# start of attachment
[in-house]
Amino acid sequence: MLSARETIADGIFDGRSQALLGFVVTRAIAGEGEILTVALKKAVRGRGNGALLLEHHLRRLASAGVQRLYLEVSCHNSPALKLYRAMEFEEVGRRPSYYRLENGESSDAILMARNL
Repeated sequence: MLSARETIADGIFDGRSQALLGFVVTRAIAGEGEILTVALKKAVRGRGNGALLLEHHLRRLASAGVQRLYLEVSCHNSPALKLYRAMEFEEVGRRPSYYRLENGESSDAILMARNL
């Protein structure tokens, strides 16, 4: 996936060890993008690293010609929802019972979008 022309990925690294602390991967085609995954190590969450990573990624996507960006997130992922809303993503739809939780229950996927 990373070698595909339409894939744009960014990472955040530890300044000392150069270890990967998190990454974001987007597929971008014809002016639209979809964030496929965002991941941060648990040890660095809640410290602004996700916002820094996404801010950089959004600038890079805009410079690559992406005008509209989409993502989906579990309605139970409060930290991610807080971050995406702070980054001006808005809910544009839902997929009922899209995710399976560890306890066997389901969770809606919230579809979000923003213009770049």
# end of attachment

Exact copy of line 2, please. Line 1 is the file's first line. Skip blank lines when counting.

Amino acid sequence: MLSARETIADGIFDGRSQALLGFVVTRAIAGEGEILTVALKKAVRGRGNGALLLEHHLRRLASAGVQRLYLEVSCHNSPALKLYRAMEFEEVGRRPSYYRLENGESSDAILMARNL